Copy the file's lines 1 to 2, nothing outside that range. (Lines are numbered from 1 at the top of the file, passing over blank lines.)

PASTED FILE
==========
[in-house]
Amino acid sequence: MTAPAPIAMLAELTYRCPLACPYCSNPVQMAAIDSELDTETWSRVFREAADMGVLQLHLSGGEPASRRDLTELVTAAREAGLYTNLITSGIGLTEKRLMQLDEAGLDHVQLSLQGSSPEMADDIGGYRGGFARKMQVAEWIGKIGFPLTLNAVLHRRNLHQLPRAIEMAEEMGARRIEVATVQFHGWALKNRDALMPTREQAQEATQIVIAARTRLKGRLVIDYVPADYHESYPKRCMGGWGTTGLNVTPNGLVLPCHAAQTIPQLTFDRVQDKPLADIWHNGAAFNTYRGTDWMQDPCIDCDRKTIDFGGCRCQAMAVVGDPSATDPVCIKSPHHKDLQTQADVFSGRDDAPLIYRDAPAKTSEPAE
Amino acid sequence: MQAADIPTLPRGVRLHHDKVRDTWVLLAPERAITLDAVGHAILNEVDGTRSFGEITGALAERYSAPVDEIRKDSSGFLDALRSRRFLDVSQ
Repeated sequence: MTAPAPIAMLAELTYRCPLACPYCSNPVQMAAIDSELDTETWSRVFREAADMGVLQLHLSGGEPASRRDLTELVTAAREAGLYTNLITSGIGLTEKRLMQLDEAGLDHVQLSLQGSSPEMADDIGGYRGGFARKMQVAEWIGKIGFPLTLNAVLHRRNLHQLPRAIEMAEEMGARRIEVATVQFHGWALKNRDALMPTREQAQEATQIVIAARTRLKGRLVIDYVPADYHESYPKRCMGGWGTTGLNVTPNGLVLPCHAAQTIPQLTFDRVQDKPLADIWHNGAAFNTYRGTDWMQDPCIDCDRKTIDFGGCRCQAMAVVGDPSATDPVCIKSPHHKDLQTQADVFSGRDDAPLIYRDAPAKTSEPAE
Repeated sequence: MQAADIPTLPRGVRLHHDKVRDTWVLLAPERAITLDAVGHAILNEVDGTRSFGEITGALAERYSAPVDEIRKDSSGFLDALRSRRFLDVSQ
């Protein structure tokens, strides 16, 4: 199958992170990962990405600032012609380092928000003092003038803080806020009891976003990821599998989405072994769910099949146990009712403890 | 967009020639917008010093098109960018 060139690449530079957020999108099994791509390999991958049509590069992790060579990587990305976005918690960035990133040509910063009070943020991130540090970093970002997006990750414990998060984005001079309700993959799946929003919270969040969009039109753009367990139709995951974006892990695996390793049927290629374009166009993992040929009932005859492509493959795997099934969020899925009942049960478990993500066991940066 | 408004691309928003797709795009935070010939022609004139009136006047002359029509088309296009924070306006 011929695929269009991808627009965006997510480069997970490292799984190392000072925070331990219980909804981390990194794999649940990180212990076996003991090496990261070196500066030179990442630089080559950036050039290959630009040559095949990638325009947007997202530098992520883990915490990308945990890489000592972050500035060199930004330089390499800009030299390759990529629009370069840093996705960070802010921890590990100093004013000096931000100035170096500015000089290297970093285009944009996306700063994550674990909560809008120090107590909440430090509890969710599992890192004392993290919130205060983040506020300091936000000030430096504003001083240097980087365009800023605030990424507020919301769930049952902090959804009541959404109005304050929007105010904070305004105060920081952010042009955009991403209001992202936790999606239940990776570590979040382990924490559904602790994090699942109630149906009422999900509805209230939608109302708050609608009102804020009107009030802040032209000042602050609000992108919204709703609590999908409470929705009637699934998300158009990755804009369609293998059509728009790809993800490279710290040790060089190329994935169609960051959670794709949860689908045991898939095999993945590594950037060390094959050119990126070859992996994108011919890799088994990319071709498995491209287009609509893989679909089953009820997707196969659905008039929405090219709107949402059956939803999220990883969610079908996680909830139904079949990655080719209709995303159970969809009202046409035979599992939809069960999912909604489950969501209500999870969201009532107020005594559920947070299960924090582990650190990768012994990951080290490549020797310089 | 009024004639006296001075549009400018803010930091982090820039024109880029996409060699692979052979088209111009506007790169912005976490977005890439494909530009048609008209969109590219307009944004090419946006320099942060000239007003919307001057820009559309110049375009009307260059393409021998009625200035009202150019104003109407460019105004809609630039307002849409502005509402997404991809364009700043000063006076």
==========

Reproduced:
[in-house]
Amino acid sequence: MTAPAPIAMLAELTYRCPLACPYCSNPVQMAAIDSELDTETWSRVFREAADMGVLQLHLSGGEPASRRDLTELVTAAREAGLYTNLITSGIGLTEKRLMQLDEAGLDHVQLSLQGSSPEMADDIGGYRGGFARKMQVAEWIGKIGFPLTLNAVLHRRNLHQLPRAIEMAEEMGARRIEVATVQFHGWALKNRDALMPTREQAQEATQIVIAARTRLKGRLVIDYVPADYHESYPKRCMGGWGTTGLNVTPNGLVLPCHAAQTIPQLTFDRVQDKPLADIWHNGAAFNTYRGTDWMQDPCIDCDRKTIDFGGCRCQAMAVVGDPSATDPVCIKSPHHKDLQTQADVFSGRDDAPLIYRDAPAKTSEPAE